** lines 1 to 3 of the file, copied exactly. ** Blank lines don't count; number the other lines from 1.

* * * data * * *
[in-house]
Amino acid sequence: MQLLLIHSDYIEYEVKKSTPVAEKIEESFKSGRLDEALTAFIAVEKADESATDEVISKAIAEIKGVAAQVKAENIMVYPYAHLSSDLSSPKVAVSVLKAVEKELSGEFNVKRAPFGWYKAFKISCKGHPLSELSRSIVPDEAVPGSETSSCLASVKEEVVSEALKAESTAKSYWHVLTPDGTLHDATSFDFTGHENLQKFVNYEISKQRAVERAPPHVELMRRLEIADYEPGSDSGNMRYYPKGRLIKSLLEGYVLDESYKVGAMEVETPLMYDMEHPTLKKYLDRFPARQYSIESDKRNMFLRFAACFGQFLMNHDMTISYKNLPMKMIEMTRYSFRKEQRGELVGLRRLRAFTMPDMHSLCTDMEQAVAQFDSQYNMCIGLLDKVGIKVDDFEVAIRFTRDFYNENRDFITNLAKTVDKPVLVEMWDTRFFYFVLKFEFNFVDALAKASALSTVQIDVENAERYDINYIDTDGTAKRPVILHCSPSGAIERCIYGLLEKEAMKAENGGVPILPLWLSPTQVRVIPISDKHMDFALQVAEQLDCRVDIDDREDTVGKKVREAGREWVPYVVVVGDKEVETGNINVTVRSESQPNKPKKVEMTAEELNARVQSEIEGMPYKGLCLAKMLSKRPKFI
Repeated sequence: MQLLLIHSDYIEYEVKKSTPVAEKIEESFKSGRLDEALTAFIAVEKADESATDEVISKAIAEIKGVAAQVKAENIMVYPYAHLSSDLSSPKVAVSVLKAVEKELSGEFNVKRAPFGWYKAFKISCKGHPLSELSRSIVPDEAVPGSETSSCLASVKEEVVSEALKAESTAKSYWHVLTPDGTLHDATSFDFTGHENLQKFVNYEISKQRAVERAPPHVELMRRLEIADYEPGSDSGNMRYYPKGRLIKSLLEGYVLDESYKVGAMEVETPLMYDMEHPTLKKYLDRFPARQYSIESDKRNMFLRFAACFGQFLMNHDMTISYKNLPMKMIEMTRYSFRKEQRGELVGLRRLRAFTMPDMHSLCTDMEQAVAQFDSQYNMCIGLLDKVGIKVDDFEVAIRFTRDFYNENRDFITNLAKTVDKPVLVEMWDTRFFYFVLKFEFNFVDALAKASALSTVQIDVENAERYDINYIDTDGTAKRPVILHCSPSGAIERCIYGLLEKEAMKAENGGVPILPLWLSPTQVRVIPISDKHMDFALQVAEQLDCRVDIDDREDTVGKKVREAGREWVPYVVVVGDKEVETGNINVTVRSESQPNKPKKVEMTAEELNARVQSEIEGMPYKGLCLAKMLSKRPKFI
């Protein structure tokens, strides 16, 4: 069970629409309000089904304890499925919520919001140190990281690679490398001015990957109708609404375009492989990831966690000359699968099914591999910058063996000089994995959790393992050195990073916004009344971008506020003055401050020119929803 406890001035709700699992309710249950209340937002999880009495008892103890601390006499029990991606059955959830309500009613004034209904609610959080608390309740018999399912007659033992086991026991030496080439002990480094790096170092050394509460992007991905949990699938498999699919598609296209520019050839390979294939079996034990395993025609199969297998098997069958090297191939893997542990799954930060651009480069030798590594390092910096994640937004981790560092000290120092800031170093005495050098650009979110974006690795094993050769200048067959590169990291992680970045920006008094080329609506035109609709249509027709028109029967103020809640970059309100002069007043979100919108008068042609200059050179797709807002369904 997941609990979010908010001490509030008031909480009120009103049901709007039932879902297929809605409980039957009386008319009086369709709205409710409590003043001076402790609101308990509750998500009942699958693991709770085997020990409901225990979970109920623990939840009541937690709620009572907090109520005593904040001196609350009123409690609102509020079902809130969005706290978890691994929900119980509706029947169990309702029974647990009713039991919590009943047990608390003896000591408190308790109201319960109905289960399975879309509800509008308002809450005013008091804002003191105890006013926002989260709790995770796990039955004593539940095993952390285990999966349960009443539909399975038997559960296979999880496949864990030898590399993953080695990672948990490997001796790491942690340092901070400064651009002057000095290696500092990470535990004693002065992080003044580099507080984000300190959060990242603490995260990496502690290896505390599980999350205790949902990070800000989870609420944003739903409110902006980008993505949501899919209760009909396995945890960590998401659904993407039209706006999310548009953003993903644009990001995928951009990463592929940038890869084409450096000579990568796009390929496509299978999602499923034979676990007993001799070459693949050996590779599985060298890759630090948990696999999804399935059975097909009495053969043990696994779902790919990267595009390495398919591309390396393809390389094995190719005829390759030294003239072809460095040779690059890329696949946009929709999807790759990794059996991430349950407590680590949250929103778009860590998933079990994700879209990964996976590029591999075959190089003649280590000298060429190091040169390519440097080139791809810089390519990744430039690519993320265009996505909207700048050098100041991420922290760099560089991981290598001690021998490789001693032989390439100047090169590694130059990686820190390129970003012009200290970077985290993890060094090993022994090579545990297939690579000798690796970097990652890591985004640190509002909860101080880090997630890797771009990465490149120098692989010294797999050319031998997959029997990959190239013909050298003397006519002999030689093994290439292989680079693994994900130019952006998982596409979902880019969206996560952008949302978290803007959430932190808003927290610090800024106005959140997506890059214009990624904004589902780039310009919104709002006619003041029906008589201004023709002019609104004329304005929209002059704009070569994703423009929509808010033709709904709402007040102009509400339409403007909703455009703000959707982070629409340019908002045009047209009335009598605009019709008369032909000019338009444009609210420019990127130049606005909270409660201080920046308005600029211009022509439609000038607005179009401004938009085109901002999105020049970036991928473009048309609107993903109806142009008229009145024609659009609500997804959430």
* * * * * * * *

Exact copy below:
[in-house]
Amino acid sequence: MQLLLIHSDYIEYEVKKSTPVAEKIEESFKSGRLDEALTAFIAVEKADESATDEVISKAIAEIKGVAAQVKAENIMVYPYAHLSSDLSSPKVAVSVLKAVEKELSGEFNVKRAPFGWYKAFKISCKGHPLSELSRSIVPDEAVPGSETSSCLASVKEEVVSEALKAESTAKSYWHVLTPDGTLHDATSFDFTGHENLQKFVNYEISKQRAVERAPPHVELMRRLEIADYEPGSDSGNMRYYPKGRLIKSLLEGYVLDESYKVGAMEVETPLMYDMEHPTLKKYLDRFPARQYSIESDKRNMFLRFAACFGQFLMNHDMTISYKNLPMKMIEMTRYSFRKEQRGELVGLRRLRAFTMPDMHSLCTDMEQAVAQFDSQYNMCIGLLDKVGIKVDDFEVAIRFTRDFYNENRDFITNLAKTVDKPVLVEMWDTRFFYFVLKFEFNFVDALAKASALSTVQIDVENAERYDINYIDTDGTAKRPVILHCSPSGAIERCIYGLLEKEAMKAENGGVPILPLWLSPTQVRVIPISDKHMDFALQVAEQLDCRVDIDDREDTVGKKVREAGREWVPYVVVVGDKEVETGNINVTVRSESQPNKPKKVEMTAEELNARVQSEIEGMPYKGLCLAKMLSKRPKFI
Repeated sequence: MQLLLIHSDYIEYEVKKSTPVAEKIEESFKSGRLDEALTAFIAVEKADESATDEVISKAIAEIKGVAAQVKAENIMVYPYAHLSSDLSSPKVAVSVLKAVEKELSGEFNVKRAPFGWYKAFKISCKGHPLSELSRSIVPDEAVPGSETSSCLASVKEEVVSEALKAESTAKSYWHVLTPDGTLHDATSFDFTGHENLQKFVNYEISKQRAVERAPPHVELMRRLEIADYEPGSDSGNMRYYPKGRLIKSLLEGYVLDESYKVGAMEVETPLMYDMEHPTLKKYLDRFPARQYSIESDKRNMFLRFAACFGQFLMNHDMTISYKNLPMKMIEMTRYSFRKEQRGELVGLRRLRAFTMPDMHSLCTDMEQAVAQFDSQYNMCIGLLDKVGIKVDDFEVAIRFTRDFYNENRDFITNLAKTVDKPVLVEMWDTRFFYFVLKFEFNFVDALAKASALSTVQIDVENAERYDINYIDTDGTAKRPVILHCSPSGAIERCIYGLLEKEAMKAENGGVPILPLWLSPTQVRVIPISDKHMDFALQVAEQLDCRVDIDDREDTVGKKVREAGREWVPYVVVVGDKEVETGNINVTVRSESQPNKPKKVEMTAEELNARVQSEIEGMPYKGLCLAKMLSKRPKFI